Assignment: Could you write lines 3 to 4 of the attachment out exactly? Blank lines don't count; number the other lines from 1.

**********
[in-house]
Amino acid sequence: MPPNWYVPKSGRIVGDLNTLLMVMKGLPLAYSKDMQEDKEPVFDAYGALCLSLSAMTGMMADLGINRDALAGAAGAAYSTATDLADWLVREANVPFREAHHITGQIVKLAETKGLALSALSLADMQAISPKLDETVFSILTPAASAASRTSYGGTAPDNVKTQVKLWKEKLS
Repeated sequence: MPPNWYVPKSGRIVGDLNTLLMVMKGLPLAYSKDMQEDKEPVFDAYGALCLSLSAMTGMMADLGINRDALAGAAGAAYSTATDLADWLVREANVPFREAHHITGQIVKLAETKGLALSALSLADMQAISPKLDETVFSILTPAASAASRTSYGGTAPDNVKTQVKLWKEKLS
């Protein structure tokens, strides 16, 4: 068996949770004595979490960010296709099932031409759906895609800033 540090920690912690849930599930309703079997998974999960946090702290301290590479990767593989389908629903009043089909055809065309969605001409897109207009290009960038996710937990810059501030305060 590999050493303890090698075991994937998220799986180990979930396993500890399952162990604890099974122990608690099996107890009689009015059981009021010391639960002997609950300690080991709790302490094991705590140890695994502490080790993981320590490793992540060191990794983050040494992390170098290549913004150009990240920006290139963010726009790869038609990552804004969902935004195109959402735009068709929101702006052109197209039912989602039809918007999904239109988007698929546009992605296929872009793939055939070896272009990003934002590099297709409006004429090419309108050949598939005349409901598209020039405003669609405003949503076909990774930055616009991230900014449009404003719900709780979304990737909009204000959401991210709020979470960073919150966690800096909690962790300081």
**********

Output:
Repeated sequence: MPPNWYVPKSGRIVGDLNTLLMVMKGLPLAYSKDMQEDKEPVFDAYGALCLSLSAMTGMMADLGINRDALAGAAGAAYSTATDLADWLVREANVPFREAHHITGQIVKLAETKGLALSALSLADMQAISPKLDETVFSILTPAASAASRTSYGGTAPDNVKTQVKLWKEKLS
């Protein structure tokens, strides 16, 4: 068996949770004595979490960010296709099932031409759906895609800033 540090920690912690849930599930309703079997998974999960946090702290301290590479990767593989389908629903009043089909055809065309969605001409897109207009290009960038996710937990810059501030305060 590999050493303890090698075991994937998220799986180990979930396993500890399952162990604890099974122990608690099996107890009689009015059981009021010391639960002997609950300690080991709790302490094991705590140890695994502490080790993981320590490793992540060191990794983050040494992390170098290549913004150009990240920006290139963010726009790869038609990552804004969902935004195109959402735009068709929101702006052109197209039912989602039809918007999904239109988007698929546009992605296929872009793939055939070896272009990003934002590099297709409006004429090419309108050949598939005349409901598209020039405003669609405003949503076909990774930055616009991230900014449009404003719900709780979304990737909009204000959401991210709020979470960073919150966690800096909690962790300081």